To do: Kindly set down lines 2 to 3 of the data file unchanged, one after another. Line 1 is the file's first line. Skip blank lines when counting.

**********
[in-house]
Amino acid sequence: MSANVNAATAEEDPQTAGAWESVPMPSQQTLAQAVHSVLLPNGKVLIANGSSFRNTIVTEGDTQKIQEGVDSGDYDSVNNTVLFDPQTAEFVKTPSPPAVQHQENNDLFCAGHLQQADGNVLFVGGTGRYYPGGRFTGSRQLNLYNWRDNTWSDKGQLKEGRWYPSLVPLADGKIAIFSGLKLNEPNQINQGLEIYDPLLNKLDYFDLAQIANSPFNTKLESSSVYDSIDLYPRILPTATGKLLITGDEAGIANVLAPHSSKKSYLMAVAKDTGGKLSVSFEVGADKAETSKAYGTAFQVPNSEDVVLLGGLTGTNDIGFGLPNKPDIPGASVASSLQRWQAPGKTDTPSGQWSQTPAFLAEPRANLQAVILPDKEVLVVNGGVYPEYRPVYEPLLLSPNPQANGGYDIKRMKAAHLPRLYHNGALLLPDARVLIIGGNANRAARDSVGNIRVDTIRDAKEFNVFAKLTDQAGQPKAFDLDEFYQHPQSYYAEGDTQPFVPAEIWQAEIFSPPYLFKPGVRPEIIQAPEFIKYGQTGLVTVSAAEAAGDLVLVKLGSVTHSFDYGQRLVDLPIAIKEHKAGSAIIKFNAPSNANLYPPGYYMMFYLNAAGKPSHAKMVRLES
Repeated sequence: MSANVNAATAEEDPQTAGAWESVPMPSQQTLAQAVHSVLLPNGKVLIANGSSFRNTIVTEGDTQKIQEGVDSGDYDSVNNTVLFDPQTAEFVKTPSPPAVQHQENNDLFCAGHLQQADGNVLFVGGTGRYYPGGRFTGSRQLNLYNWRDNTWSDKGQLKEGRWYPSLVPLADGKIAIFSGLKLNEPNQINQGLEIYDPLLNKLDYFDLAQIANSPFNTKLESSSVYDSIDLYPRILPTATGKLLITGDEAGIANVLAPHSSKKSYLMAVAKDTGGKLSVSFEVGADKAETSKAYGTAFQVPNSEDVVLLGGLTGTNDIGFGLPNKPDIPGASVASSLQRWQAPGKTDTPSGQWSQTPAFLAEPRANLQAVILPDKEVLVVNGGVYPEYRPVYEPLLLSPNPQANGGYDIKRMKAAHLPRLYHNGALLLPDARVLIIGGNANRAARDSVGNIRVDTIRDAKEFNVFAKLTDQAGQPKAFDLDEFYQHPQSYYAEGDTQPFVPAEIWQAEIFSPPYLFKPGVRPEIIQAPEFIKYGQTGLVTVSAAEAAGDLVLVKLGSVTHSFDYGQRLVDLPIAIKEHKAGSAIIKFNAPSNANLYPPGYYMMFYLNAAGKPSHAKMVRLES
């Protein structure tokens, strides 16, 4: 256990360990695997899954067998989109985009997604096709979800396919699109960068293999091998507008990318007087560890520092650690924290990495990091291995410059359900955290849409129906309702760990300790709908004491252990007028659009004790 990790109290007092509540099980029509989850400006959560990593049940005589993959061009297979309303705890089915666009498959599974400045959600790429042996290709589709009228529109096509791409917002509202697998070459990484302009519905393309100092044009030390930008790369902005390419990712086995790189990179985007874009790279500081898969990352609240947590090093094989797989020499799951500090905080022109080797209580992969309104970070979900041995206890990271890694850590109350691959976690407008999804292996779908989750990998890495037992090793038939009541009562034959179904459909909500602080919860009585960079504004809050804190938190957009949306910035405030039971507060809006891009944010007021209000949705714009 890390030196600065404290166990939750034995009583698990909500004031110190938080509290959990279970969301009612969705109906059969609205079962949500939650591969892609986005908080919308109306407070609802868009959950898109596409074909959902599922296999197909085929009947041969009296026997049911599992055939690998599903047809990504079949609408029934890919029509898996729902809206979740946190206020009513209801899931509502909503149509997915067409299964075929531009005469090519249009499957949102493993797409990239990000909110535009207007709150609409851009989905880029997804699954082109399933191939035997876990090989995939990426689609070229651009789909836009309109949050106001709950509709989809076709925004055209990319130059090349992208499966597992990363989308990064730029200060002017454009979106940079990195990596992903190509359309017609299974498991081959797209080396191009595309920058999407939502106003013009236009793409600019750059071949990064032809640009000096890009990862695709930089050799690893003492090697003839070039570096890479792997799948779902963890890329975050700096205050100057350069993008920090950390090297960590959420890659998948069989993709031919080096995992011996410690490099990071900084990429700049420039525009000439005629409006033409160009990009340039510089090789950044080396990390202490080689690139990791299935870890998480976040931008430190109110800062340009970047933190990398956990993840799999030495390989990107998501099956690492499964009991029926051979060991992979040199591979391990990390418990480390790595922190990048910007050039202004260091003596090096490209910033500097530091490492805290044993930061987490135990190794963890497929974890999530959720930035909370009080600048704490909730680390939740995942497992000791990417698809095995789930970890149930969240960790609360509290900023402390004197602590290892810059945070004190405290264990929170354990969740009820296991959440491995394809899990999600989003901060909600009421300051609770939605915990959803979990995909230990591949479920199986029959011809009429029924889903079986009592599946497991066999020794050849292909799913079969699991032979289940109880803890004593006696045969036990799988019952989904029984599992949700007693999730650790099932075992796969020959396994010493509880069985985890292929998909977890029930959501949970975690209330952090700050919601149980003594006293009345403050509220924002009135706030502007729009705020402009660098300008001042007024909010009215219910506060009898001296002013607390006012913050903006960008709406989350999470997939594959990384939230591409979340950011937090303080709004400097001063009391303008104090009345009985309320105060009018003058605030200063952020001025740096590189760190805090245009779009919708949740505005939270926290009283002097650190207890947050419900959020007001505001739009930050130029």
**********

Amino acid sequence: MSANVNAATAEEDPQTAGAWESVPMPSQQTLAQAVHSVLLPNGKVLIANGSSFRNTIVTEGDTQKIQEGVDSGDYDSVNNTVLFDPQTAEFVKTPSPPAVQHQENNDLFCAGHLQQADGNVLFVGGTGRYYPGGRFTGSRQLNLYNWRDNTWSDKGQLKEGRWYPSLVPLADGKIAIFSGLKLNEPNQINQGLEIYDPLLNKLDYFDLAQIANSPFNTKLESSSVYDSIDLYPRILPTATGKLLITGDEAGIANVLAPHSSKKSYLMAVAKDTGGKLSVSFEVGADKAETSKAYGTAFQVPNSEDVVLLGGLTGTNDIGFGLPNKPDIPGASVASSLQRWQAPGKTDTPSGQWSQTPAFLAEPRANLQAVILPDKEVLVVNGGVYPEYRPVYEPLLLSPNPQANGGYDIKRMKAAHLPRLYHNGALLLPDARVLIIGGNANRAARDSVGNIRVDTIRDAKEFNVFAKLTDQAGQPKAFDLDEFYQHPQSYYAEGDTQPFVPAEIWQAEIFSPPYLFKPGVRPEIIQAPEFIKYGQTGLVTVSAAEAAGDLVLVKLGSVTHSFDYGQRLVDLPIAIKEHKAGSAIIKFNAPSNANLYPPGYYMMFYLNAAGKPSHAKMVRLES
Repeated sequence: MSANVNAATAEEDPQTAGAWESVPMPSQQTLAQAVHSVLLPNGKVLIANGSSFRNTIVTEGDTQKIQEGVDSGDYDSVNNTVLFDPQTAEFVKTPSPPAVQHQENNDLFCAGHLQQADGNVLFVGGTGRYYPGGRFTGSRQLNLYNWRDNTWSDKGQLKEGRWYPSLVPLADGKIAIFSGLKLNEPNQINQGLEIYDPLLNKLDYFDLAQIANSPFNTKLESSSVYDSIDLYPRILPTATGKLLITGDEAGIANVLAPHSSKKSYLMAVAKDTGGKLSVSFEVGADKAETSKAYGTAFQVPNSEDVVLLGGLTGTNDIGFGLPNKPDIPGASVASSLQRWQAPGKTDTPSGQWSQTPAFLAEPRANLQAVILPDKEVLVVNGGVYPEYRPVYEPLLLSPNPQANGGYDIKRMKAAHLPRLYHNGALLLPDARVLIIGGNANRAARDSVGNIRVDTIRDAKEFNVFAKLTDQAGQPKAFDLDEFYQHPQSYYAEGDTQPFVPAEIWQAEIFSPPYLFKPGVRPEIIQAPEFIKYGQTGLVTVSAAEAAGDLVLVKLGSVTHSFDYGQRLVDLPIAIKEHKAGSAIIKFNAPSNANLYPPGYYMMFYLNAAGKPSHAKMVRLES